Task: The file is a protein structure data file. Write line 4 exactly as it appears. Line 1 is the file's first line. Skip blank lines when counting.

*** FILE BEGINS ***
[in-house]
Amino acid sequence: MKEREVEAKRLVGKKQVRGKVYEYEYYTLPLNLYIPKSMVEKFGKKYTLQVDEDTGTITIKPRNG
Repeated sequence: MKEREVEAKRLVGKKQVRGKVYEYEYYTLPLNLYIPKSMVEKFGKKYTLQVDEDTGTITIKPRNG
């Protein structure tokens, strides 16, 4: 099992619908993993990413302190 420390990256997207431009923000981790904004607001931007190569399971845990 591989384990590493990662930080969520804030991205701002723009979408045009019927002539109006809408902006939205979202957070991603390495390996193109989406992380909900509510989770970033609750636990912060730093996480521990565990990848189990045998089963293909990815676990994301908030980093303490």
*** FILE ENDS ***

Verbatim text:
């Protein structure tokens, strides 16, 4: 099992619908993993990413302190 420390990256997207431009923000981790904004607001931007190569399971845990 591989384990590493990662930080969520804030991205701002723009979408045009019927002539109006809408902006939205979202957070991603390495390996193109989406992380909900509510989770970033609750636990912060730093996480521990565990990848189990045998089963293909990815676990994301908030980093303490």